Tuesday, June 14, 2011

Recipe: 1970s Cheese-y Ideas

I'm feeling a little bit like a fraud calling these recipes when they are more like construction details.  The following serving ideas were used at the 1960s/70s bash held earlier this year.  The three remaining cheese dishes were: parmesan tuiles with honey and truffle oil, aged gouda with pineapple and grapefruit gel, and manchego with guava cheese and quince paste.

The parmesan, honey and truffle combination were a riff on Bob Blumer's Bee Stings.  To make a tuile, grate parmesan onto a baking sheet.  Make piles of circles.  Remember that the cheese will spread a little as it cooks.  You can use a silicon mat for easier removal.  Put it in the oven at 400 until it is all bubbly.  Most recipes recommend 12 minutes but I have never needed to wait that long.  When they are cool enough to work with, remove the circles from the pan.  If they are warm enough, you can shape them.  For the honey truffle mixture, take honey and truffle oil and mix.  Only a drop or two of truffle oil for 1/2 cup or so of honey.  Just drizzle it on before serving.

Pineapple gel was made using agar agar.  This is a seaweed extract that is often used in Asian cooking or for creating gelatin out of things that don't set with animal gelatin -- pineapple.  The idea for this came from the half grapefruit skewered with cheese and pineapple making it look vaguely like a food hedgehog.  But I thought that the presentation could use an update, hedgehogs no longer being the culinary touchstone it once was. Make one of each pineapple and pink grapefruit jelly using concentrated juice warmed up.  Add the agar agar per instructions on the package.  Add a little more if you think that a firmer consistency is needed or wanted.  Place the jelly in a shallow container for easier removal.  Cut the cheese. (snicker) I used small rectangles and cut the jellies at about the same height and stacked them.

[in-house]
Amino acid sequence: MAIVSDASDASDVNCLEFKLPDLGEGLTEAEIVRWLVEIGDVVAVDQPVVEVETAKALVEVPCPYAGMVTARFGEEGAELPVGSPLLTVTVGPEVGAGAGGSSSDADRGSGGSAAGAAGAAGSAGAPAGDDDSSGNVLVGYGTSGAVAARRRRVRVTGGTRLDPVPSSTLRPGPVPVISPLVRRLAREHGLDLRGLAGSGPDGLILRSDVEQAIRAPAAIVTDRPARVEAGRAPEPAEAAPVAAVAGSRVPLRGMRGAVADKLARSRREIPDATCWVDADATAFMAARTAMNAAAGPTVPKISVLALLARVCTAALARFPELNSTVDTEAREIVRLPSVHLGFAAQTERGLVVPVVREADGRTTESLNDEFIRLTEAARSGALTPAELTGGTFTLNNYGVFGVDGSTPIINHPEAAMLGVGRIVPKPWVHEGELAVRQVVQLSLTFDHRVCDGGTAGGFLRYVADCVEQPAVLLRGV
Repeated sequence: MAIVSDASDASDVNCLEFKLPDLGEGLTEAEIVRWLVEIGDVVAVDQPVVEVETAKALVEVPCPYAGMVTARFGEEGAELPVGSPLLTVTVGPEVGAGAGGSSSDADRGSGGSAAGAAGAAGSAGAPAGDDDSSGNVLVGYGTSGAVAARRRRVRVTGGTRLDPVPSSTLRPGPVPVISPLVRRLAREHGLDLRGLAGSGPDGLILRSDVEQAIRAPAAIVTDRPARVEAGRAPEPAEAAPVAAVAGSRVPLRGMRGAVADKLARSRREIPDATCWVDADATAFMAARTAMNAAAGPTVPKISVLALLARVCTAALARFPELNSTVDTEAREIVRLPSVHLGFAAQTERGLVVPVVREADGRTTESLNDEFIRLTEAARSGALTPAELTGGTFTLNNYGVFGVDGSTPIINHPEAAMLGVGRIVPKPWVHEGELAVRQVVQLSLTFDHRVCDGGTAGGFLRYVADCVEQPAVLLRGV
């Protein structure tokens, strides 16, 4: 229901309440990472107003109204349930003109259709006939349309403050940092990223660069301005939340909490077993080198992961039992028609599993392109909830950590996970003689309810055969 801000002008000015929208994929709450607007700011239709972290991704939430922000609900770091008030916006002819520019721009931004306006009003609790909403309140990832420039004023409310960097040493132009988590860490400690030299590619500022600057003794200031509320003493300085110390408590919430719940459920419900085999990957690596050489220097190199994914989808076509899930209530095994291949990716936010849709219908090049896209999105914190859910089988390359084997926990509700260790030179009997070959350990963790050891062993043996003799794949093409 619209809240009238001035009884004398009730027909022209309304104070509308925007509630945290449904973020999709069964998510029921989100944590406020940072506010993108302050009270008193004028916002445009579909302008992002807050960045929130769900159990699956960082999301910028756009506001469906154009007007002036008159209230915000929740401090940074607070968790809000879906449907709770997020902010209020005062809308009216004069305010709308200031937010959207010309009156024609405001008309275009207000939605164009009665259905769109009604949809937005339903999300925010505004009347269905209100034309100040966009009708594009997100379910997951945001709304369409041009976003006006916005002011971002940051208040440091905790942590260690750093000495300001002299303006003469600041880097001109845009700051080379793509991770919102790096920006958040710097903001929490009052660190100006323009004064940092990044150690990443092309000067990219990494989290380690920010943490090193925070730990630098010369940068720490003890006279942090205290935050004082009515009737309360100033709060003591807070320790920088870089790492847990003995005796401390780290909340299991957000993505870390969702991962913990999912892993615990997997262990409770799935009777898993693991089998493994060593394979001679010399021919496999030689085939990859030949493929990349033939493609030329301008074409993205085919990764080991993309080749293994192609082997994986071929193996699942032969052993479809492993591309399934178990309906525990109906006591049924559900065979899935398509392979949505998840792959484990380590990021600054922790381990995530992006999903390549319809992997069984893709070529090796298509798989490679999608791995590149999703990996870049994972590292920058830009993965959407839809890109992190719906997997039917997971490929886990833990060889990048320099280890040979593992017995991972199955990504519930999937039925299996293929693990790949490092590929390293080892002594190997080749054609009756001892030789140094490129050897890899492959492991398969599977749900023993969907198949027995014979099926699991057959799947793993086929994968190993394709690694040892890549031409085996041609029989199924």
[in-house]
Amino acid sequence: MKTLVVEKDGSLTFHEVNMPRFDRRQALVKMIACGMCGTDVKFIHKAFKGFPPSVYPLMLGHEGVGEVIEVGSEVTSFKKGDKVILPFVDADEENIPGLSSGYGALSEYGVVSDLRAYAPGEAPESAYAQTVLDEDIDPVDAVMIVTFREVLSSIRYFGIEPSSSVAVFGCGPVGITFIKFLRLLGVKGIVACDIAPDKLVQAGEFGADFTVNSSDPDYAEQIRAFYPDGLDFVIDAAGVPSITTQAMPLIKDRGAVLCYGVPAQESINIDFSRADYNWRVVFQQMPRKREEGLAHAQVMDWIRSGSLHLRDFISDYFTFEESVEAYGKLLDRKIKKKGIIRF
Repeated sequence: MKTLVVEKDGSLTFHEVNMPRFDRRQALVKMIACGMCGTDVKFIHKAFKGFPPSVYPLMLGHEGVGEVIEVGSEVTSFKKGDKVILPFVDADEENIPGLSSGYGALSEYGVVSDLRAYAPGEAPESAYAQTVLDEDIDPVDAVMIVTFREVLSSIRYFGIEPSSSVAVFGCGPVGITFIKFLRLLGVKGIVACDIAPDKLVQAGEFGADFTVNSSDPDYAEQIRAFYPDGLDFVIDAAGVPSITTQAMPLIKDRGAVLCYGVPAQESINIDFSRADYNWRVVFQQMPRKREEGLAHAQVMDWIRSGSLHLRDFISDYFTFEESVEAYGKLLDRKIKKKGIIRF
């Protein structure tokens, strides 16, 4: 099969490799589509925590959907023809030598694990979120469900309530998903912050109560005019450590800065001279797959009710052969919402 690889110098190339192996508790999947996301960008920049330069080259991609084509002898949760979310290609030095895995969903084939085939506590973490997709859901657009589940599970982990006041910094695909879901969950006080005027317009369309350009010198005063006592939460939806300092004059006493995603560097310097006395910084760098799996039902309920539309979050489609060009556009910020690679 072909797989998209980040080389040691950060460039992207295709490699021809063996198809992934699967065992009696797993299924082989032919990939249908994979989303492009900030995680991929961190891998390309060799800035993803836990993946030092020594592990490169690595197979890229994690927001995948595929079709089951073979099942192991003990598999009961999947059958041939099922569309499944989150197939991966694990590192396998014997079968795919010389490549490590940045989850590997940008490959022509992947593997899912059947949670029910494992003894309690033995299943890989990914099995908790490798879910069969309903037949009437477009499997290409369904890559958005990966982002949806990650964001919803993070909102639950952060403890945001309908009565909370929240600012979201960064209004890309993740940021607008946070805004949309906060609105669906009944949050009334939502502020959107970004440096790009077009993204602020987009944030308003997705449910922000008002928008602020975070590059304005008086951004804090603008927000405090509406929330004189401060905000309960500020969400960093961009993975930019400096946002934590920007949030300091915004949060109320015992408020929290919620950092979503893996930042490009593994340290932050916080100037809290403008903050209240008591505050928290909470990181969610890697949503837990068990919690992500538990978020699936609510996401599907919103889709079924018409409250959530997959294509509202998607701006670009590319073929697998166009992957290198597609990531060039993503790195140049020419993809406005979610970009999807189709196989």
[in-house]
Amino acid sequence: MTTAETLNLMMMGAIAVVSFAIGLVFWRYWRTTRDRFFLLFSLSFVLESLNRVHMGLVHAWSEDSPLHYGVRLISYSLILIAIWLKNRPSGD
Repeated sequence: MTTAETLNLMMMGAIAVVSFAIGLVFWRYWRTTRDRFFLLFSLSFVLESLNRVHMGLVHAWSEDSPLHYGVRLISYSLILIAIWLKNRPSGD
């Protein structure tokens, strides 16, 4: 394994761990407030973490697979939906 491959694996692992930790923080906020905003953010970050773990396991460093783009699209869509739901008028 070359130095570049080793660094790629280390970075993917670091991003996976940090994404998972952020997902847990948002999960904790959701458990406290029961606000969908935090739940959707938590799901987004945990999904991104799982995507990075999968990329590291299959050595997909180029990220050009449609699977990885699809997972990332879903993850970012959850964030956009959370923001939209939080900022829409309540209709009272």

I used the same presentation with the guava, quince and manchego.  The only difference is that I bought the quince and guava pastes.  The idea came from a friend who, as a child of Guyanese parents, had guava cheese and cheese and remembered it fondly.  Guava cheese isn't cheese but a really thick brick of guava parts crushed together like in an auto wrecking yard.  It slices like cheese and it is moderately sticky but intensely flavoured.  Also, I had wanted to use quince paste (membrillo) for a long time.  I love the delicate sweet rose like flavour and wanted to share it with people.  I was disonsolate thinking that I would have to drop one or the other flavour. but then...

I got the idea that they would pair together well from The Flavor Bible, a book that has lists of ingredients and pairings.  The entries for quince and guava showed that they did not have each other as complementary entries.  However, there was an overlap and the bite with the cheese would have sweet, sour, salty, and savoury (umami). Almost a perfect bite.

The first course stole the show.  We have one more entry into this course and then I will post the mains.

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